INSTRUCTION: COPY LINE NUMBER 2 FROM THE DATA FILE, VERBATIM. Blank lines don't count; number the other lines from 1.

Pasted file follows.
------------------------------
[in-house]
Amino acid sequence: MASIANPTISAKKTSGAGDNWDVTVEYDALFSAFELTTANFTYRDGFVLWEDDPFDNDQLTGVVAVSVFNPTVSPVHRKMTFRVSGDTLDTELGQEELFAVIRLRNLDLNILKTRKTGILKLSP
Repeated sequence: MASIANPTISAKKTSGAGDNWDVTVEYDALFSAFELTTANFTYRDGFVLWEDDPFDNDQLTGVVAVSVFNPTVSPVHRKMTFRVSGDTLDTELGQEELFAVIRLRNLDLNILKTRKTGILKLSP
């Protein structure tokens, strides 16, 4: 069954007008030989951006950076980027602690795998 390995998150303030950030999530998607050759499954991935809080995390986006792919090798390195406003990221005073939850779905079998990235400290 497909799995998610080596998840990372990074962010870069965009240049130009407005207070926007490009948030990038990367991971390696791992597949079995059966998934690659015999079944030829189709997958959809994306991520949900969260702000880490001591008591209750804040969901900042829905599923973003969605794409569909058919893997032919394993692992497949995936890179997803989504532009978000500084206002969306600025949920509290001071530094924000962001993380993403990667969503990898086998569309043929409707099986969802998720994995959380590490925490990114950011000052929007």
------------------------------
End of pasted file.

Amino acid sequence: MASIANPTISAKKTSGAGDNWDVTVEYDALFSAFELTTANFTYRDGFVLWEDDPFDNDQLTGVVAVSVFNPTVSPVHRKMTFRVSGDTLDTELGQEELFAVIRLRNLDLNILKTRKTGILKLSP